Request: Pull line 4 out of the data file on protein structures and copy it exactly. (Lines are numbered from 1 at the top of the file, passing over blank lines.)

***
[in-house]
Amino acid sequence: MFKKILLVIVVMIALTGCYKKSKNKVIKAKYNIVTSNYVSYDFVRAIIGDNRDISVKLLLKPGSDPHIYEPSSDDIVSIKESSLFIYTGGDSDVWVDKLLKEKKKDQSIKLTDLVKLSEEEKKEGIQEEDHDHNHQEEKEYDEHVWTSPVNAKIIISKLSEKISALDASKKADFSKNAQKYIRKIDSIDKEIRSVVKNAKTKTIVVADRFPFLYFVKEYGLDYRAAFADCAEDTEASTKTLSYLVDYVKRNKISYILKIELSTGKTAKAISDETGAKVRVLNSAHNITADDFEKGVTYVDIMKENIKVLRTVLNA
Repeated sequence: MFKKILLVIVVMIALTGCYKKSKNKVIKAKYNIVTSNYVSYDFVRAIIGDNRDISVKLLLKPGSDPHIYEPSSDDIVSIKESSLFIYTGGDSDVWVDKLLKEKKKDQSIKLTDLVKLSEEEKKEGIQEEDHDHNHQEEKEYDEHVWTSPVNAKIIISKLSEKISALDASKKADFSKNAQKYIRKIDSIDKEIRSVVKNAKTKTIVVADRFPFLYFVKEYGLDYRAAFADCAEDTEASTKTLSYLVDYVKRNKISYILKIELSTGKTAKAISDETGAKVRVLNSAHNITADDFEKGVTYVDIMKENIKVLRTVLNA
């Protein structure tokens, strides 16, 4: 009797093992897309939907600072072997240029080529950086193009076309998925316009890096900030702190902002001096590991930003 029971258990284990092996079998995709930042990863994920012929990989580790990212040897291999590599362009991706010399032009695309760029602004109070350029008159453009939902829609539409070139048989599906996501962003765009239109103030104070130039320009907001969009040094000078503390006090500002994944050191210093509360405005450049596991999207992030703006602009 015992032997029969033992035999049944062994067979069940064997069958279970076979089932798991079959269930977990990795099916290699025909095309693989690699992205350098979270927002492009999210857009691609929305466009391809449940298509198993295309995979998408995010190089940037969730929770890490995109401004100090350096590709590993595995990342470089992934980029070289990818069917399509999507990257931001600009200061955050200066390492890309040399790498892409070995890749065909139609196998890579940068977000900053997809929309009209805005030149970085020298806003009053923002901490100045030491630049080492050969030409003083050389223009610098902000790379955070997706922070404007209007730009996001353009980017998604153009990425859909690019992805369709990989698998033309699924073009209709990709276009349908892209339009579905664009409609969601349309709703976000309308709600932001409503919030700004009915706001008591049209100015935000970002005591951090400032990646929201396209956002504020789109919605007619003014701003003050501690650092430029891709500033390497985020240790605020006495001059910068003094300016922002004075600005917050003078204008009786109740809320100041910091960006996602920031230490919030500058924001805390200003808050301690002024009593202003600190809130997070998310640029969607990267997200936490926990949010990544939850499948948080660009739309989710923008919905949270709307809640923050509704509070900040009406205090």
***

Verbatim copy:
């Protein structure tokens, strides 16, 4: 009797093992897309939907600072072997240029080529950086193009076309998925316009890096900030702190902002001096590991930003 029971258990284990092996079998995709930042990863994920012929990989580790990212040897291999590599362009991706010399032009695309760029602004109070350029008159453009939902829609539409070139048989599906996501962003765009239109103030104070130039320009907001969009040094000078503390006090500002994944050191210093509360405005450049596991999207992030703006602009 015992032997029969033992035999049944062994067979069940064997069958279970076979089932798991079959269930977990990795099916290699025909095309693989690699992205350098979270927002492009999210857009691609929305466009391809449940298509198993295309995979998408995010190089940037969730929770890490995109401004100090350096590709590993595995990342470089992934980029070289990818069917399509999507990257931001600009200061955050200066390492890309040399790498892409070995890749065909139609196998890579940068977000900053997809929309009209805005030149970085020298806003009053923002901490100045030491630049080492050969030409003083050389223009610098902000790379955070997706922070404007209007730009996001353009980017998604153009990425859909690019992805369709990989698998033309699924073009209709990709276009349908892209339009579905664009409609969601349309709703976000309308709600932001409503919030700004009915706001008591049209100015935000970002005591951090400032990646929201396209956002504020789109919605007619003014701003003050501690650092430029891709500033390497985020240790605020006495001059910068003094300016922002004075600005917050003078204008009786109740809320100041910091960006996602920031230490919030500058924001805390200003808050301690002024009593202003600190809130997070998310640029969607990267997200936490926990949010990544939850499948948080660009739309989710923008919905949270709307809640923050509704509070900040009406205090």